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  1. #1

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    How do you guys keep mat board, mount board, form core board clean and flat?

    This is more of a question to guys/gals who don't have dedicated lab/office/workspace for supplies.

    I am starting to accumulate quite a bit of my framing/mounting supplies because Mark from Framedestinations keeps having sale/specials that I cannot resist. (he is evil I TELL YOU! ) The challenge is, I need to keep these supplies clean, flat, free of warp, and free of any kind of damage. Right now, they are in big bags, in a flat box, and under my bed.

    Does anyone in APUG land with limited space have any unique solution to storing these supplies? If so, I'd like to know what you do. For your information, I buy them in FULL size which is 32x40.

    Thanks.
    Develop, stop, fix.... wait.... where's my film?

  2. #2
    ROL
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    My FULL sizes (not from FD) are 60x40, stored vertically in their boxes in my "garage" and spare room. Everything always comes out just fine. Under the bed seems as good a place as any, as long as it's dry.

  3. #3

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    I make far more prints than I mount or sell, so I tend to buy only as much material as I need for some specific purpose and have a minimal 'stock'. This is only practical as I'm lucky enough to have a well stocked art-supply shop within cycling distance. I carry the boards back home (yes, on my bike, and when it isn't raining or very windy) in my very large portfolio-case. Unused boards live in the case, except when I'm using it to transport mounted work obviously.

    Offcuts and "other" bits and pieces are wrapped in a clean dust-sheet, inside a huge flat cardboard box which once held a table-top. This lies horizontally, coincidentally also under the bed, on top of storage boxes. Under the bed might be the largest undisturbed area in small apartments ?!

    Keeping the board completely flat seems to be achievable only when it is stored horizontally and leaning a mounting board against walls quickly gives a slight curl unfortunately. You could look at (clean) painters dust-sheets for protection of whatever large box you can find, but my solution is pretty much the same as yours I think.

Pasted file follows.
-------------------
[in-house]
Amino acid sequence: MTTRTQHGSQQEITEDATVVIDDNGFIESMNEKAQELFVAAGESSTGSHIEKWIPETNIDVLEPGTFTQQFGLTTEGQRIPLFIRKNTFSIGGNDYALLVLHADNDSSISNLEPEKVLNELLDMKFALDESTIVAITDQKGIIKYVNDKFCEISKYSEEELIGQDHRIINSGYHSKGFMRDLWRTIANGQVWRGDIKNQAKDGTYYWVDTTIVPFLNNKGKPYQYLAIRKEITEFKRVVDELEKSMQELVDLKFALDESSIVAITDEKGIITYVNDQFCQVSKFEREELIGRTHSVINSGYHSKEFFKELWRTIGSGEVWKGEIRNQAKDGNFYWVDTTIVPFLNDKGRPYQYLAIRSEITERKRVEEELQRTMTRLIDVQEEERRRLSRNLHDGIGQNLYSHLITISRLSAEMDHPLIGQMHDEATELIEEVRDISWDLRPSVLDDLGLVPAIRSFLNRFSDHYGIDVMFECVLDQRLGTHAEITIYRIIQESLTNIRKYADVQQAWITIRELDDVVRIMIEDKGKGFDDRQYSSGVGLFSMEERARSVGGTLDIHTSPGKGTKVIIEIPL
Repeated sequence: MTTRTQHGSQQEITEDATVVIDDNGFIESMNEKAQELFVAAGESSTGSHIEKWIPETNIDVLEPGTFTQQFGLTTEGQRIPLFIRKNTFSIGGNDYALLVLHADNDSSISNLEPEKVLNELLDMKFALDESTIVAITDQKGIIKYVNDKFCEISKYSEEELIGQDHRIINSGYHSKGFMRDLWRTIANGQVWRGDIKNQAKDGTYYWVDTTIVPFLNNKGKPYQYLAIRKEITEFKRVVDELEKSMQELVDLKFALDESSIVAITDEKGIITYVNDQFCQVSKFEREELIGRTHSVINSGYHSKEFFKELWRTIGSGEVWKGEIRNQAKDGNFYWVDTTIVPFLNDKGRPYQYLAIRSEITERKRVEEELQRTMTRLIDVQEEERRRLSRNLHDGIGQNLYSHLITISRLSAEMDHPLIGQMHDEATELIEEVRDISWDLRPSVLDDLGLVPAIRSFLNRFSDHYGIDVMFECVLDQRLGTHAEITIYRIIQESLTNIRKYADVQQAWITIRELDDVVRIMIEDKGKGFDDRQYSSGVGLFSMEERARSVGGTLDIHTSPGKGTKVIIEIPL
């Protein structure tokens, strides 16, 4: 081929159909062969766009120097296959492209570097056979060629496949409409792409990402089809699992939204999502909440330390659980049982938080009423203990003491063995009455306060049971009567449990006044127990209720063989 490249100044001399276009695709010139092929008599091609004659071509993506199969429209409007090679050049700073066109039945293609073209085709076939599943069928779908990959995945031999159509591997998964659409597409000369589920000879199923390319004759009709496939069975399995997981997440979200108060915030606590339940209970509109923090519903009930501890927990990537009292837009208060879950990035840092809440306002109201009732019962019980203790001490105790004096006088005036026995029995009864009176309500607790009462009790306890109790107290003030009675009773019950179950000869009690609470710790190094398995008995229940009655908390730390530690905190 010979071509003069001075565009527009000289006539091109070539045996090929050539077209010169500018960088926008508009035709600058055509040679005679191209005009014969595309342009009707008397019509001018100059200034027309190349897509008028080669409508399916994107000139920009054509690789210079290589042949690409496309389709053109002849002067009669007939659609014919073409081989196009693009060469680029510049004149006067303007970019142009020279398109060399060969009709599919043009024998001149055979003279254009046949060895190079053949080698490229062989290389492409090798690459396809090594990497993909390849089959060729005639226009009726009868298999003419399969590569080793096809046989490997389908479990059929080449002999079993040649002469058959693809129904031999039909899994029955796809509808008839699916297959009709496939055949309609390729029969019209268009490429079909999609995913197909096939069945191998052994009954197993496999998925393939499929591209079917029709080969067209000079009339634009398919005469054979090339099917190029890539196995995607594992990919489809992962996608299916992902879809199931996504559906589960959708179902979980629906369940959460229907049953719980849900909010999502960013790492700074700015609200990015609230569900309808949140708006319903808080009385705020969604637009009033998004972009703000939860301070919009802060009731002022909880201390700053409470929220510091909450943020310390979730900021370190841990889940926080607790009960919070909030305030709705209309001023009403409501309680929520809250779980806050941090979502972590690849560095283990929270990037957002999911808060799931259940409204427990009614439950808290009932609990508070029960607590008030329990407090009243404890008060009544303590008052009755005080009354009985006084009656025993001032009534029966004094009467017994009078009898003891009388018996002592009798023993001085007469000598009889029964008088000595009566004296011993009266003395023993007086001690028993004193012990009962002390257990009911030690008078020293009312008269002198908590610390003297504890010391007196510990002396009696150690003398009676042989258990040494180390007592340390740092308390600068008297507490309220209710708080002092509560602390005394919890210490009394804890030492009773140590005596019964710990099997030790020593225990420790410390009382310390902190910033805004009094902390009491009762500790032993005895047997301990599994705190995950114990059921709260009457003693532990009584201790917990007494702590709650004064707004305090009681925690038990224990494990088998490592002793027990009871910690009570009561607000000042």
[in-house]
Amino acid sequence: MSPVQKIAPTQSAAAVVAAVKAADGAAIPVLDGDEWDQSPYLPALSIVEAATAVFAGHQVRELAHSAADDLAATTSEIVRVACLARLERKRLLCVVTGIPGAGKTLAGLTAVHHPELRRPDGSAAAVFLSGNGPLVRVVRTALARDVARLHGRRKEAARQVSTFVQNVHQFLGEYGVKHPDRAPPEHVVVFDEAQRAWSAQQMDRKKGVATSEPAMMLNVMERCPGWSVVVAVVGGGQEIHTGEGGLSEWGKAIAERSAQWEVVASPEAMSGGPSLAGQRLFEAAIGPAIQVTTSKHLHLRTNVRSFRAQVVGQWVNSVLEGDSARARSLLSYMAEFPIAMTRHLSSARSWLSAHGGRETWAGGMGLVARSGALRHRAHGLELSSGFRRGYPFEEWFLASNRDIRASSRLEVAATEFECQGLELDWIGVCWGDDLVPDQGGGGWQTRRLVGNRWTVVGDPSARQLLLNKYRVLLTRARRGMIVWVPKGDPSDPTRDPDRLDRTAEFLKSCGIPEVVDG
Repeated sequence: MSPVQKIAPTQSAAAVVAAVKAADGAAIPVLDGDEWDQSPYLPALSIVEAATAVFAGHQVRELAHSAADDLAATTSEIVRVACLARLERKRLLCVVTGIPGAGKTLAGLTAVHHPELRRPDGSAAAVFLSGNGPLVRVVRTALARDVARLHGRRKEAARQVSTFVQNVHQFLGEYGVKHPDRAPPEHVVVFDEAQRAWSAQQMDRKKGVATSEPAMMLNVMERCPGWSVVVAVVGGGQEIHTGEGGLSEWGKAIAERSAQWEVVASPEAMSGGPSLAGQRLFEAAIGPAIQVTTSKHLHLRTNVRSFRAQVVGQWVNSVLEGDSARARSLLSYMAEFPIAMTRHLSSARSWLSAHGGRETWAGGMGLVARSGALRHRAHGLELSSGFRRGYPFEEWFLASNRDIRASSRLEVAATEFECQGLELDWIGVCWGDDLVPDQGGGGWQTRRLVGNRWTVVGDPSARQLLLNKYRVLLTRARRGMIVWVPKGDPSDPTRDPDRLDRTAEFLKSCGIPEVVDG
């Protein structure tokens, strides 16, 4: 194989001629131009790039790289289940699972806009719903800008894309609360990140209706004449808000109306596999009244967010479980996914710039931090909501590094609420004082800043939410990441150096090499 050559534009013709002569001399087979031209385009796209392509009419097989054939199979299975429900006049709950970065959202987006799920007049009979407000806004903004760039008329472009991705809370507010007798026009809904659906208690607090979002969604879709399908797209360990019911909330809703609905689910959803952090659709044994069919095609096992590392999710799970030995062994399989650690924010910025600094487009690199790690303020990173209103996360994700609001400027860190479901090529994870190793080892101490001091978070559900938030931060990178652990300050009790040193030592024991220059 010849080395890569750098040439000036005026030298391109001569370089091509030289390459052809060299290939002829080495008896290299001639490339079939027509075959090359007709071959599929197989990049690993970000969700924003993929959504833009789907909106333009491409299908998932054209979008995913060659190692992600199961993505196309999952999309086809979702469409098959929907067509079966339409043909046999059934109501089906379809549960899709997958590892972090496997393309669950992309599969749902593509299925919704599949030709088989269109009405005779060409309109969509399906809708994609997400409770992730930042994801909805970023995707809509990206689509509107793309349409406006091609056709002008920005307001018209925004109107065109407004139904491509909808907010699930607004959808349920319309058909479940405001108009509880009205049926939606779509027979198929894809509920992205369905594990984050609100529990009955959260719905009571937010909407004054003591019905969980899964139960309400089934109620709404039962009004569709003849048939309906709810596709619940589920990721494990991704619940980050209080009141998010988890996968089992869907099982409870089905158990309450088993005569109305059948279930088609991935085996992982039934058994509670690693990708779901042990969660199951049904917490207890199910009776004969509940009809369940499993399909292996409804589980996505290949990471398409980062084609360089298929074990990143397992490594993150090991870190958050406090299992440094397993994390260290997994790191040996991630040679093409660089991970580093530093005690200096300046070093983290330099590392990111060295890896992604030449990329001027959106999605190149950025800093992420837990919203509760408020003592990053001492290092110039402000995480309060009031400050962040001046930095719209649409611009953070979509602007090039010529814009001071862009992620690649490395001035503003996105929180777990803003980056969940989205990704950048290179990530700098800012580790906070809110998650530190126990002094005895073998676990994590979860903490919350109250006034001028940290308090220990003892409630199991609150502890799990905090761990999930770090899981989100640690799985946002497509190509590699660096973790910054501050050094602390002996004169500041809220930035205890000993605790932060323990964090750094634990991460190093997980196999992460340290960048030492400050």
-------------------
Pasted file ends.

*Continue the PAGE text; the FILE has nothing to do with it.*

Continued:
4. #4

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    You need a flat file

  5. #5

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    Quote Originally Posted by ken472 View Post
    You need a flat file

    Do you care to explain that one? "A flat file?"
    Develop, stop, fix.... wait.... where's my film?

  6. #6
    Roger Thoms's Avatar
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    I use flat files for mat board and flat artwork. Found mine used on Craigslist.

    Here's link to a YouTube video that will explain what flat files are.

    http://m.youtube.com/#/watch?v=Qb5lM...%3DQb5lM2XGLuw

    Roger

  7. #7

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    Oh.... I see.... Thanks.

    I've seen those but never knew what they were called. Unfortunately, I don't have a space for something like this.
    Develop, stop, fix.... wait.... where's my film?

  8. #8
    ozphoto's Avatar
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    I keep mine under the bed, wrapped in the large sheets of paper they packaged them in when I purchased. And if not the bed, under the couch in the living room - its against a wall and rarely gets moved, so they're pretty safe.

  9. #9
    Ross Chambers's Avatar
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    Time for a poll:-)

    Under the bed, too. Seems to be the choice of many

  10. #10
    MattKing's Avatar
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    Quote Originally Posted by ROL View Post
    Under the bed seems as good a place as any, as long as it's dry.
    If it is not dry under your bed, it seems to me that you have problems that are a lot more important than keeping your matting supplies clean and flat.
    Matt

    “Photography is a complex and fluid medium, and its many factors are not applied in simple sequence. Rather, the process may be likened to the art of the juggler in keeping many balls in the air at one time!”

    Ansel Adams, from the introduction to The Negative - The New Ansel Adams Photography Series / Book 2

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